Two executives of the California Power Exchange improperly paid themselves bonuses designed to keep employees on the job, a U.S. Bankruptcy Court judge has ruled.
The now-defunct Power Exchange, established to broker electricity deals under deregulation, had offered the bonuses to Chief Executive George Sladoje and Chief Financial Officer Lynn Miller to keep them on the job as the agency struggled through bankruptcy proceedings.
The bonuses were supposed to be paid only after termination, to ensure that the officers stayed until they were no longer needed. Instead, both continued to work for the electricity market, even though they collected $320,000 between them, violating terms of a court order, Bankruptcy Judge Erithe A. Smith ruled Monday.
Smith cited Sladoje and Miller for civil contempt and ordered a hearing May 9 to determine damages. Also cited for contempt were Joseph A. Eisenberg, the attorney who advised Sladoje and Miller, and the law firm Jeffer, Mangels, Butler & Marmaro, where Eisenberg is a partner.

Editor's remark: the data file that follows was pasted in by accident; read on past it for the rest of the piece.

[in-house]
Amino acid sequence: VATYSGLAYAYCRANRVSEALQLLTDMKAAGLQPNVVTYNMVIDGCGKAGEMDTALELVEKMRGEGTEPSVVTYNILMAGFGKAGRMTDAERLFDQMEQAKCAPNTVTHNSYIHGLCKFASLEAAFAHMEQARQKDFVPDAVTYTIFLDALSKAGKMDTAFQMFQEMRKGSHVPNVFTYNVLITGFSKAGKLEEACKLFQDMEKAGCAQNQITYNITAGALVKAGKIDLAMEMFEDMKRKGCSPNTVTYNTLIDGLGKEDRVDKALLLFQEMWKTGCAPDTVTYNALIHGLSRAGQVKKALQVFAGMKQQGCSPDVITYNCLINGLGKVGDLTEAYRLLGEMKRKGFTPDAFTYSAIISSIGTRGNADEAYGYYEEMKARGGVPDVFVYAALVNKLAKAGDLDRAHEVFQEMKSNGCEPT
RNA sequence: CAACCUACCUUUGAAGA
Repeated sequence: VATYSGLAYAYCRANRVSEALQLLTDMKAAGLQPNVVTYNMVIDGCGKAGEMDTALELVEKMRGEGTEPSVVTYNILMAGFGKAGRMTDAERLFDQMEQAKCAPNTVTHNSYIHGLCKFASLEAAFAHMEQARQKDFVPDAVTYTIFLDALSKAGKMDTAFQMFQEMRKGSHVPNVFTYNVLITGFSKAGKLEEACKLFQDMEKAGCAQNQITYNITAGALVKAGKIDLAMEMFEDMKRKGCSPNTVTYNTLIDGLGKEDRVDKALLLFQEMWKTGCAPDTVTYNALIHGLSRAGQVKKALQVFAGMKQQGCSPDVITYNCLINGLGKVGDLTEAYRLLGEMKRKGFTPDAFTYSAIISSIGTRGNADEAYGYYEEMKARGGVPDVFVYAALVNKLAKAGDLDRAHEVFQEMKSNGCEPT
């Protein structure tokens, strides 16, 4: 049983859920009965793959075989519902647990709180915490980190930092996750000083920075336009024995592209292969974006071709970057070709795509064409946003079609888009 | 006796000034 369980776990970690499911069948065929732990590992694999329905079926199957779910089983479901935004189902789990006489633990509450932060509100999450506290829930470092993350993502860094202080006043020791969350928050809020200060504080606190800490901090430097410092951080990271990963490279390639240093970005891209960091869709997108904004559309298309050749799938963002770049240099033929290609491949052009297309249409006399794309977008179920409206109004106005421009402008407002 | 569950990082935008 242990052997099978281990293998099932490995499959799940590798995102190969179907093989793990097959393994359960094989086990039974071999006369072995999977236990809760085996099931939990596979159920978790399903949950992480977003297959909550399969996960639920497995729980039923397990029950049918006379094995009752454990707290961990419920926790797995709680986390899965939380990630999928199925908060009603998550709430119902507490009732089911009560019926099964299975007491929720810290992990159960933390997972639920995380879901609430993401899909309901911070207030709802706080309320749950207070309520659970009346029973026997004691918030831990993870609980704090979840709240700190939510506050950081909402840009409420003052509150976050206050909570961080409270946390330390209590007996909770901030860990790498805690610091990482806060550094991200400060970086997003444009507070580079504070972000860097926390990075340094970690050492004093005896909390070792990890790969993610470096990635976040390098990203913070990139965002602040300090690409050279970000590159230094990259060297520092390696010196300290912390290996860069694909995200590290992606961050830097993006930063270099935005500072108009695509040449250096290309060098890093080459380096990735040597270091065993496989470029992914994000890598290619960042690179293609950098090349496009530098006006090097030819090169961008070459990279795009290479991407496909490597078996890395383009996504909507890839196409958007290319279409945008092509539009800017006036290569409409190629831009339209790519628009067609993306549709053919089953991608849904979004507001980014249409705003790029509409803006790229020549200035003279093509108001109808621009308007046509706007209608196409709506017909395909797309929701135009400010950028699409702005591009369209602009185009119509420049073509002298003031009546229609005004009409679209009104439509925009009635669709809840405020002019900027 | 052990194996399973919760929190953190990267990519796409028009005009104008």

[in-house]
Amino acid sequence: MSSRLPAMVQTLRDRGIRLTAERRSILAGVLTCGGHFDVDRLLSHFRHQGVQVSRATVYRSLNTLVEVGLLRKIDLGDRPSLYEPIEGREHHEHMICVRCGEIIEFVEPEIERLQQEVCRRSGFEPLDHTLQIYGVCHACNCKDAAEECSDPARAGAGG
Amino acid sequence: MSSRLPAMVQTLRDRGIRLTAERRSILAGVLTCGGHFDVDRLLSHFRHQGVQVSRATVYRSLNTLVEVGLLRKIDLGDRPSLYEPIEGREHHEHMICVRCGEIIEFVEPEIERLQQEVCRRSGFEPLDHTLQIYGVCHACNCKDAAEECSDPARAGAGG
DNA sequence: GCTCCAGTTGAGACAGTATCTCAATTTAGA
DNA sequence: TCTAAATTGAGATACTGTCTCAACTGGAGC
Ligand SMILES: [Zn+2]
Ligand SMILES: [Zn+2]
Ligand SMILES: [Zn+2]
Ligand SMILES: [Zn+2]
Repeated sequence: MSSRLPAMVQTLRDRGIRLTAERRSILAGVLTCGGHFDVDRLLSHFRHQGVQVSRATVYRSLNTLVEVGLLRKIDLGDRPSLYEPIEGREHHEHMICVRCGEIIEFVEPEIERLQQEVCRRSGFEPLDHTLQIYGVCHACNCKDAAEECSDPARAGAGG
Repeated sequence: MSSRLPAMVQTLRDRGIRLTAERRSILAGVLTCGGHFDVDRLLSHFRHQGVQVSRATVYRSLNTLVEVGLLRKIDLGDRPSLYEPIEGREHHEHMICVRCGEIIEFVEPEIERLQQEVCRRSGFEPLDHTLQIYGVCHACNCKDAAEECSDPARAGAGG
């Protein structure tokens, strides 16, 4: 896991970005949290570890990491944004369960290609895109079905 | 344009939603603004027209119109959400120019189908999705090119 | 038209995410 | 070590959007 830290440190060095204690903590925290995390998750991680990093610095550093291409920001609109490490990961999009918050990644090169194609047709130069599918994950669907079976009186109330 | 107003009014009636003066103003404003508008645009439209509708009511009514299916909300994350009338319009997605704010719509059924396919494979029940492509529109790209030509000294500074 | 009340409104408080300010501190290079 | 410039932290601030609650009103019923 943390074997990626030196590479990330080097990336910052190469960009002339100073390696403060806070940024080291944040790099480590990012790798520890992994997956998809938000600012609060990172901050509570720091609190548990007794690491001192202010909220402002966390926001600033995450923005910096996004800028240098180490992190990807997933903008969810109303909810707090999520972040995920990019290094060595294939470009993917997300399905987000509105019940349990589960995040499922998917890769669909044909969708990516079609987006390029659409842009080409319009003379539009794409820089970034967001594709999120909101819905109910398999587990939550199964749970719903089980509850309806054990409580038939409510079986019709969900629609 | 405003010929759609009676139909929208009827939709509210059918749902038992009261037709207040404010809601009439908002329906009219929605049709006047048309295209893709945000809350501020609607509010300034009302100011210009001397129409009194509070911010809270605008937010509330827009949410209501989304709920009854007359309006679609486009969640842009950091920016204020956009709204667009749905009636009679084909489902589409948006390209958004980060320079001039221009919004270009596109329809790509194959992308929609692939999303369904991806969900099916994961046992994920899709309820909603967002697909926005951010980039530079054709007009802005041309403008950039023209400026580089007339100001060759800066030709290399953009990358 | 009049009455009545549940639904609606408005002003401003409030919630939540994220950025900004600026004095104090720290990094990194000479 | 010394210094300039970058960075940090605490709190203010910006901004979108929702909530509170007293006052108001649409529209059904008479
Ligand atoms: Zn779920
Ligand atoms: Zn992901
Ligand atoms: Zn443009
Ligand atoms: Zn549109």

Sladoje and Miller “are being unduely penalized” for decisions made to keep the operation going during a chaotic time, said Dana Perlman, a lawyer representing the two. “We are reviewing our options.”
Eisenberg could not be reached for comment.
Creditors have protested more than $5 million in salary and other compensation paid to several top officers of the exchange in the weeks before its March 2001 bankruptcy filing. But most of those funds are outside the authority of the Bankruptcy Court because they were paid before the filing.
Sladoje left in November and Miller is now chief operating officer of the nonprofit corporation, which was the state’s primary electricity market until late 2000. The exchange shut down in January 2001 when debt-laden Southern California Edison and Pacific Gas & Electric no longer could buy electricity for their customers.